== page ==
When an individual experiences weight gain without an increase in food consumption or a decrease in physical activities, the most likely reasons for weight gain include illness or injury, hormonal changes, the side effects of medication, or fluid retention. Unintentional weight gain can be temporary, recurring, or continuous. Some diseases that cause unintentional weight gain are Hypothyroidism, Cushing’s syndrome, Polycystic ovary syndrome (PCOS), and insulin resistance. The following are explanations of how those diseases and lifestyle changes can cause unintentional weight gain.
Hypothyroidism is clinically linked to obesity.1 Since obesity has become more related to hypothyroidism patients, there are novel indications that obesity could be secondary to thyroid dysfunction. Recent studies have also revealed the relationship between obesity and thyroid autoimmunity, with a key link between the two conditions being the hormone leptin. Leptin is usually made by adipose cells and regulates the long-term energy balance.
Cushing Syndrome is an endocrine disease caused by chronic and excessive production of cortisol hormone.2 The disease leads to several clinical complications and increases mortality. Metabolic syndrome is one of the clinical complications that cause changes in body composition, with fat redistribution resulting in the accumulation of visceral adipose tissue. The metabolic syndrome features can persist longer, even after the normalization of cortisol.
Polycystic ovary syndrome (PCOS)
Polycystic Ovary Syndrome (PCOS) is a condition that develops in people assigned to females at birth (AFAB) who are genetically predisposed to its development. 6%-10% of AFABs develop PCOS during adolescence. It is highly common for AFAB who suffer from PCOS to be obese or overweight.3
Clinical features of PCOS include hyperandrogenism, where excessive hormone production can manifest with numerous features, including acne, excessive hair growth (hirsutism), and reproductive dysfunction. Metabolic syndrome is another clinical manifestation of PCOS, with epidemiological data showing that 38% -88% of women with PCOS are actually suffering from obesity or overweight.3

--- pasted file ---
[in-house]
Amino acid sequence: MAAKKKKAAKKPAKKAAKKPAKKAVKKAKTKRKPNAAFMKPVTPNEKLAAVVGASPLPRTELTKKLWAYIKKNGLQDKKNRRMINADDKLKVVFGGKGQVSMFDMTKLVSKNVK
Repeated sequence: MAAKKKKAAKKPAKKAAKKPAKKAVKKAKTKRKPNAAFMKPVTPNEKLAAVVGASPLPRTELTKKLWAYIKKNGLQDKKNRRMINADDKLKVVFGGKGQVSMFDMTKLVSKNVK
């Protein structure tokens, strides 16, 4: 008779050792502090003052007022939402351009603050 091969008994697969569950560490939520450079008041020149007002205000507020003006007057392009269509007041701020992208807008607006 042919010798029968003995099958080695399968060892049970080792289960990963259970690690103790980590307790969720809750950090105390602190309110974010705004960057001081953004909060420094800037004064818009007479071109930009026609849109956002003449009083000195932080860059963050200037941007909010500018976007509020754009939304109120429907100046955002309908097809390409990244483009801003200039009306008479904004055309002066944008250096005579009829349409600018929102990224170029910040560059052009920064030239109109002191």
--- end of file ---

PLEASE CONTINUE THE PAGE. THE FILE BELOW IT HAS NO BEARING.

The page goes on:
The link between obesity and insulin resistance has become an area of research that attracts interest and focus due to its huge public health impact.
Insulin is a hormone produced by the pancreas (specifically by β cells of islets of Langerhans). Insulin controls the cellular uptake and metabolism of sugars, proteins, and fats. Insulin resistance is a condition where the insulin receptors on the surface of cells become non-responsive to insulin stimuli; this can play a key role in the development of obesity and other complications such as type 2 diabetes and cardiovascular disease.4
Weight gain and obesity are increasing worldwide; some medications can result in weight gain. Drugs can increase appetite; consequently, an individual can eat more. Other medications may affect the way the body metabolizes glucose, and as a result, fats will be stored in the midsection of the body.
Most medication side effects appear within the first six months; therefore, if you have started a new medication and seen yourself gaining weight during this period, ask your health provider if the medication causes weight gain. It is not just about getting extra pounds; weight gain can make other health conditions, such as diabetes, high blood pressure, metabolic syndrome, and high cholesterol, worse.
Behavioural and lifestyle causes
Overeating and binge eating